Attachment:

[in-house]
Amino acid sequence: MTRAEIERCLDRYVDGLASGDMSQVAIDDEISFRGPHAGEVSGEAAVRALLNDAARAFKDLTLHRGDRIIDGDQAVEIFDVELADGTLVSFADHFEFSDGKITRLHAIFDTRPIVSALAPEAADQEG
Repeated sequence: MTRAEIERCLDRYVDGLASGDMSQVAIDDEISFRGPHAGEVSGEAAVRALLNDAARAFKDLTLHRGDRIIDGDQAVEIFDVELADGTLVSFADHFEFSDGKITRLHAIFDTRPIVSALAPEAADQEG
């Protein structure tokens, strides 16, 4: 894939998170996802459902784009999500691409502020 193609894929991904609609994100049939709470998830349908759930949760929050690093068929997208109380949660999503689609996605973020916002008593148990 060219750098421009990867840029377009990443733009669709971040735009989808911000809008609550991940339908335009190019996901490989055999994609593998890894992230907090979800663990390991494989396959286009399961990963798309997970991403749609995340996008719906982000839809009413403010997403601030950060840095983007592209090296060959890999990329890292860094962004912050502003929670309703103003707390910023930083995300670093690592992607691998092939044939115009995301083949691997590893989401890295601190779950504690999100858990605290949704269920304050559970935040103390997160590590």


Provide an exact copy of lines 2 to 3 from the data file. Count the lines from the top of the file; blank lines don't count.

Amino acid sequence: MTRAEIERCLDRYVDGLASGDMSQVAIDDEISFRGPHAGEVSGEAAVRALLNDAARAFKDLTLHRGDRIIDGDQAVEIFDVELADGTLVSFADHFEFSDGKITRLHAIFDTRPIVSALAPEAADQEG
Repeated sequence: MTRAEIERCLDRYVDGLASGDMSQVAIDDEISFRGPHAGEVSGEAAVRALLNDAARAFKDLTLHRGDRIIDGDQAVEIFDVELADGTLVSFADHFEFSDGKITRLHAIFDTRPIVSALAPEAADQEG